An earlier version of this story stated that McMaster had referred to his opposition in the upcoming general election, Democratic state Reps. James Smith of Columbia and Mandy Powers Norrell of Lancaster, as “dogs.” Upon further of the audio tape from the event, McMaster did not state their names to make that direct comparison.
S.C. GOP Gov. Henry McMaster Monday night referred to Democrats as “dogs” and urged his fellow Republicans not to become complacent with one of their own, President Donald Trump, in the White House.
McMaster, addressing a crowd of about 1,250 gathered for U.S. Rep, Jeff Duncan’s, R-Laurens, eighth annual Faith and Freedom BBQ, told GOP voters not to be fooled by the seemingly “reasonable” Democrats.
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“... Now, they’ll come up and talk to you, and they seem so nice. They seem reasonable. But, then you remember they’re in the same league as Nancy Pelosi.”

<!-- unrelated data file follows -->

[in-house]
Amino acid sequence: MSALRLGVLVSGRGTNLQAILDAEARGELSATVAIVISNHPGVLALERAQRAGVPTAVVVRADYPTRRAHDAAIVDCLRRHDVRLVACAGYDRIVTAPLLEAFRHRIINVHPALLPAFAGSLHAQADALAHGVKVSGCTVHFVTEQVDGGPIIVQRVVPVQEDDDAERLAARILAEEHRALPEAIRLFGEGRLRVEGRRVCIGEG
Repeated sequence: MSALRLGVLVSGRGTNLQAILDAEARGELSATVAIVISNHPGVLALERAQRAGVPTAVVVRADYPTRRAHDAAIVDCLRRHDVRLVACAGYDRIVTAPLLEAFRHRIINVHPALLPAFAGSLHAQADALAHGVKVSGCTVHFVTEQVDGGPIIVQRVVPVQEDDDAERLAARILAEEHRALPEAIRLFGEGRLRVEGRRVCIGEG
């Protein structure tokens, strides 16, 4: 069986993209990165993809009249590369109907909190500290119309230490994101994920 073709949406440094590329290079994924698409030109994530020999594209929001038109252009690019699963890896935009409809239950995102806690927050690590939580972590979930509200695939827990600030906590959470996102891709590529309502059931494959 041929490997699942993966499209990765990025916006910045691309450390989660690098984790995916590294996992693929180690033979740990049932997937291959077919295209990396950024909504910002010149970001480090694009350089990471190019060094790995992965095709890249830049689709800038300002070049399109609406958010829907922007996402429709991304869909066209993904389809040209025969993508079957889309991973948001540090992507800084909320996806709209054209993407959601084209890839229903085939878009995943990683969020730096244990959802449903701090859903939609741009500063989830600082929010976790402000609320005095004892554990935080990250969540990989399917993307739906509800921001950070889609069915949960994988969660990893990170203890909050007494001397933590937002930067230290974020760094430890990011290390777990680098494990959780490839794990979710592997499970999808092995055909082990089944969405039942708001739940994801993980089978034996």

McMaster then listed off polarizing national Democratic figures, including Harry Reid, Hillary Clinton and Chuck Schumer.
“Our Democratic friends are a lot like dogs. One on one, they’re really nice, but in a pack they’re dangerous,” McMaster, an avid bulldog owner, said to applause. “So I tell you, we can’t let up. We got to go hard. And in South Carolina we are making progress, and it’s because we have a president ... Donald Trump, who is one of the greatest we have ever had or ever will have.”
McMaster’s opposition in the November general election responded.
State Rep. Mandy Powers Norrell, a Lancaster Democrat running to become lieutenant governor on Columbia state Rep. James Smith’s ticket, tweeted: “Ha! @henrymcmaster says @JamesSmithSC and I are ‘nice’ one on one, but also make a ‘dangerous’ team! You bet we do! Ready to shake things up! #SmithNorrell.”
A poll released last week by Smith’s campaign shows the Columbia Democrat trailing McMaster, also of Columbia, by 4 percentage points.
McMaster has the support of 47 percent of voters, the poll says, to Smith’s 43 percent, with 10 percent undecided.
Smith’s poll found McMaster is far better known than Smith. Eighty nine percent of respondents said they recognized McMaster’s name compared to only 42 percent for Smith. But those surveyed did not have high opinions of the governor.
McMaster’s campaign, instead, has pointed to a poll by the Tarrance Group, done for the Republican Governors Association, that shows McMaster with a wider lead over Smith — 52-41.